I have read that when you press Ctrl+C, then a SIGINT signal will be sent to the foreground process group.

Now the accepted answer in this question says:

Basically, your signal is received by all foreground processes, ie the shell and the program,

I have executed cat within bash, and noticed that the PGID for bash and cat are different, so they do not belong to the same process group.

So when you press Ctrl+C, only cat will receive the SIGINT signal (and so the answer I quoted is wrong), am I correct?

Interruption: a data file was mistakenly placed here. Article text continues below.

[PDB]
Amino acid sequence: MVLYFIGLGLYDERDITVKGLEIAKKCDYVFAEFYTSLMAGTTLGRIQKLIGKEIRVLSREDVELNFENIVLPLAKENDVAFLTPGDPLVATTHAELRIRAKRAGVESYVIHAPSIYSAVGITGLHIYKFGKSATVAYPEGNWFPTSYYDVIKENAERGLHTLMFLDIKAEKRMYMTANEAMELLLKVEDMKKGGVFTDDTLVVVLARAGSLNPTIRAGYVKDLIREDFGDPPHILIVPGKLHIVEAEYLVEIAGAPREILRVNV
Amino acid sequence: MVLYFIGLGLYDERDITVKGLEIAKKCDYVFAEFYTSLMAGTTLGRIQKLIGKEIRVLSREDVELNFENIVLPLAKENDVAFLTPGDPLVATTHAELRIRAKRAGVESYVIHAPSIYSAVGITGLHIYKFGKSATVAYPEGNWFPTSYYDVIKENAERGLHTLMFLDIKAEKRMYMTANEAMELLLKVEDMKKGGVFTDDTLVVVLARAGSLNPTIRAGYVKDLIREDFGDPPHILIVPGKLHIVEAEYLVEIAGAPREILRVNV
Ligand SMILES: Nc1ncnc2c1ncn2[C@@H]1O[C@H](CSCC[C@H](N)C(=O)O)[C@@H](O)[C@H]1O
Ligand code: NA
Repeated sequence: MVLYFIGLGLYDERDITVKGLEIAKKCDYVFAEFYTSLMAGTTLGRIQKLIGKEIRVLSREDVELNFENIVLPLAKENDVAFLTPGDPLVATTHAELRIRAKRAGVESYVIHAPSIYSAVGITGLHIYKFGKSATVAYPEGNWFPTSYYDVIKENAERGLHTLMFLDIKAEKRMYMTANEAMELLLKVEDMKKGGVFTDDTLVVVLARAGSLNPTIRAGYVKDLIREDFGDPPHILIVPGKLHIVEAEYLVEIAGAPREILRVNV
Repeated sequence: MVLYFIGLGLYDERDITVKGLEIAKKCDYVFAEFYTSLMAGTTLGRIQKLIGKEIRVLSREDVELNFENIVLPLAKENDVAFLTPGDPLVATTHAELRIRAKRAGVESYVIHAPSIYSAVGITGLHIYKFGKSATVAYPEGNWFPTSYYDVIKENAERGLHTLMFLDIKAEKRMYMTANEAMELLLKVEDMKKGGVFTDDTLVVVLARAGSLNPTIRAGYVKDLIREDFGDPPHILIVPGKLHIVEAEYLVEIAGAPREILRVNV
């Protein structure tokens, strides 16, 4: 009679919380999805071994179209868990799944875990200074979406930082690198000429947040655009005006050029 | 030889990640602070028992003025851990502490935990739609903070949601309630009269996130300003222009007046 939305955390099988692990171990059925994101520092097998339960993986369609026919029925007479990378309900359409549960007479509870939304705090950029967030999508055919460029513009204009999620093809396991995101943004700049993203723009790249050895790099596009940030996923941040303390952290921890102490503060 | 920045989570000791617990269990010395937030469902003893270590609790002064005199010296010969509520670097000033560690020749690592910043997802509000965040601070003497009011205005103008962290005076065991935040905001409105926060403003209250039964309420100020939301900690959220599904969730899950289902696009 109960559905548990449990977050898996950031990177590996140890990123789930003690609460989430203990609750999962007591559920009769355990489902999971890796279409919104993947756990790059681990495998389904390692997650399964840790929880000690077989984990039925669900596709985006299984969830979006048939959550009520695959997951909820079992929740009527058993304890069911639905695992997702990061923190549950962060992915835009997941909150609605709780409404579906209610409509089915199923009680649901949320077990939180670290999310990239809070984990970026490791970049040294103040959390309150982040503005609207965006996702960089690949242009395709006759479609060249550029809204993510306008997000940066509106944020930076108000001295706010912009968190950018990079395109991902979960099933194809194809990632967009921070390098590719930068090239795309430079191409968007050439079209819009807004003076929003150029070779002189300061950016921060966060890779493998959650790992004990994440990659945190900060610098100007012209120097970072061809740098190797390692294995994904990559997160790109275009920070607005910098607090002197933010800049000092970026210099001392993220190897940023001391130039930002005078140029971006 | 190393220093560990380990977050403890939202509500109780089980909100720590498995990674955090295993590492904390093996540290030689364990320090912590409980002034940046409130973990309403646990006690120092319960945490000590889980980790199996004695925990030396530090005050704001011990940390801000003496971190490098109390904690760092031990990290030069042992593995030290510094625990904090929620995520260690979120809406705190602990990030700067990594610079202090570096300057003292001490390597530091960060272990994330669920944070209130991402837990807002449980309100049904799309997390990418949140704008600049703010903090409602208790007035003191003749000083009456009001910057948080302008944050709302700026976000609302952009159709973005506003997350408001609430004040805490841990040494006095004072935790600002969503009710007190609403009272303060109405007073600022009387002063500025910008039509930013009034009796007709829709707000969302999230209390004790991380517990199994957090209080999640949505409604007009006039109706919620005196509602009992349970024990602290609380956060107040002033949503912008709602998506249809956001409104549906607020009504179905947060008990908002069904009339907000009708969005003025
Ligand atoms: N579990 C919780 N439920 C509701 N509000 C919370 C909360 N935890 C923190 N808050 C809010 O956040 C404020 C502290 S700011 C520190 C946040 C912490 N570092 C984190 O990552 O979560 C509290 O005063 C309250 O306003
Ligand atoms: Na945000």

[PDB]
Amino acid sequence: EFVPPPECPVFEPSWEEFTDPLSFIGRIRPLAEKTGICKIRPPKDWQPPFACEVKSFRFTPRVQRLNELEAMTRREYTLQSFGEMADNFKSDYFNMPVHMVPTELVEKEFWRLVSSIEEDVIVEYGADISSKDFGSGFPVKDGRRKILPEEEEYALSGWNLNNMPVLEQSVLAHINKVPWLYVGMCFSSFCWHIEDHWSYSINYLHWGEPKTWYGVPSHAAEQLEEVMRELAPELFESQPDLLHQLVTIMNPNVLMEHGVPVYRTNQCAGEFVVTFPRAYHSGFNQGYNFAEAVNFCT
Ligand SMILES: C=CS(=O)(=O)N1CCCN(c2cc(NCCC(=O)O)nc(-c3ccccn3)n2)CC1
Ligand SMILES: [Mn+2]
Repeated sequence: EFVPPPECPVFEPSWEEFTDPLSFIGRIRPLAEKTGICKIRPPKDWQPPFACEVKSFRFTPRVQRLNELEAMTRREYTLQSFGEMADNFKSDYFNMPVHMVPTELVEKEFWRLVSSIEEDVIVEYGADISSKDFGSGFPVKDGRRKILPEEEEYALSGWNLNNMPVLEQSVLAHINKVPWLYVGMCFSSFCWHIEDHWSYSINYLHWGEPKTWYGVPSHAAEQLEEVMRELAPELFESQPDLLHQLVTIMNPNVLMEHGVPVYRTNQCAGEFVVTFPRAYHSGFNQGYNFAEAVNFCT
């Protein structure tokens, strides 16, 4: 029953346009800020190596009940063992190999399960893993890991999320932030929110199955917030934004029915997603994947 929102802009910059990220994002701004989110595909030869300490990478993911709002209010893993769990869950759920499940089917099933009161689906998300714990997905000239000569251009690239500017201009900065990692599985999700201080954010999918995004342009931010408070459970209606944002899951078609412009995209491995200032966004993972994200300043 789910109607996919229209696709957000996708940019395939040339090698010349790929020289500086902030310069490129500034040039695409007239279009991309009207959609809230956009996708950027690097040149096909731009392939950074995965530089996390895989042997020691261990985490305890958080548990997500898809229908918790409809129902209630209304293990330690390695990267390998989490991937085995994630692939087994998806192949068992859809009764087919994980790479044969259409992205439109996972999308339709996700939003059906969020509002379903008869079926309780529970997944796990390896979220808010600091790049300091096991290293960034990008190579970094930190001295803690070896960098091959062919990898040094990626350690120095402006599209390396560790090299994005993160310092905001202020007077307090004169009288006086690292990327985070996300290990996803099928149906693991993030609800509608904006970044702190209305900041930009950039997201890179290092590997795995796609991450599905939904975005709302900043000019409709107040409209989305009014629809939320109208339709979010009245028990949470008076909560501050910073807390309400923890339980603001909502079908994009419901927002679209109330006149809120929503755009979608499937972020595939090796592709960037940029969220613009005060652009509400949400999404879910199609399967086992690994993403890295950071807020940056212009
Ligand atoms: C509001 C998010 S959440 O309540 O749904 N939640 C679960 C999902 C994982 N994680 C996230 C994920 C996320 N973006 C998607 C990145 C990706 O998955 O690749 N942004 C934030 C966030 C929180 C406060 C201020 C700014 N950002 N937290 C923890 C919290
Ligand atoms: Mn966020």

That question is about a bash script. You're running bash interactively. This makes a difference for process groups: that's the whole reason why process groups were invented. The intent of a process group is to capture all the processes that are involved in one interactively-started task. So an interactive shell starts each job in a separate process group, whereas a shell running a script doesn't create new process groups.

  • Is the process group identified by the PID of the interactive shell? in other words if echo $$ returned 432, would 432 be the identifier for the process group also? – the_velour_fog May 18 '17 at 1:21
  • No, the process group of a job is the PID of the first process in that job. This cannot be the $$ since it's the original shell process and different processes must have different PIDs. – Gilles 'SO- stop being evil' May 18 '17 at 1:24

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